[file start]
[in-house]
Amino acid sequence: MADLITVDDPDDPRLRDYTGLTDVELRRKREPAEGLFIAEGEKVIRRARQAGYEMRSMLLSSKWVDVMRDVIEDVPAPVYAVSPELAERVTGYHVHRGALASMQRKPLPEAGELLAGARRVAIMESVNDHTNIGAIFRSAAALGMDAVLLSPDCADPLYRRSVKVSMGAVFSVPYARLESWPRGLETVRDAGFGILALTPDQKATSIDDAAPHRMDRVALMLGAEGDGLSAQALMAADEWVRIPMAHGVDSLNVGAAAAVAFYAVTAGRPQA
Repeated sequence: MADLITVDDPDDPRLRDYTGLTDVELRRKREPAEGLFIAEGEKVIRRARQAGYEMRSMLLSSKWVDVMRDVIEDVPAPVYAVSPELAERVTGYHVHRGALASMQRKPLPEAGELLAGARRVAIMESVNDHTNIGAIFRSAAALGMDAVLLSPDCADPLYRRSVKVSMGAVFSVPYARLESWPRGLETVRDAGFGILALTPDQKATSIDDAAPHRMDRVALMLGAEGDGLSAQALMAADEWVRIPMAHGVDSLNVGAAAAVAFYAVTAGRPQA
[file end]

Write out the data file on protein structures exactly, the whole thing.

[in-house]
Amino acid sequence: MADLITVDDPDDPRLRDYTGLTDVELRRKREPAEGLFIAEGEKVIRRARQAGYEMRSMLLSSKWVDVMRDVIEDVPAPVYAVSPELAERVTGYHVHRGALASMQRKPLPEAGELLAGARRVAIMESVNDHTNIGAIFRSAAALGMDAVLLSPDCADPLYRRSVKVSMGAVFSVPYARLESWPRGLETVRDAGFGILALTPDQKATSIDDAAPHRMDRVALMLGAEGDGLSAQALMAADEWVRIPMAHGVDSLNVGAAAAVAFYAVTAGRPQA
Repeated sequence: MADLITVDDPDDPRLRDYTGLTDVELRRKREPAEGLFIAEGEKVIRRARQAGYEMRSMLLSSKWVDVMRDVIEDVPAPVYAVSPELAERVTGYHVHRGALASMQRKPLPEAGELLAGARRVAIMESVNDHTNIGAIFRSAAALGMDAVLLSPDCADPLYRRSVKVSMGAVFSVPYARLESWPRGLETVRDAGFGILALTPDQKATSIDDAAPHRMDRVALMLGAEGDGLSAQALMAADEWVRIPMAHGVDSLNVGAAAAVAFYAVTAGRPQA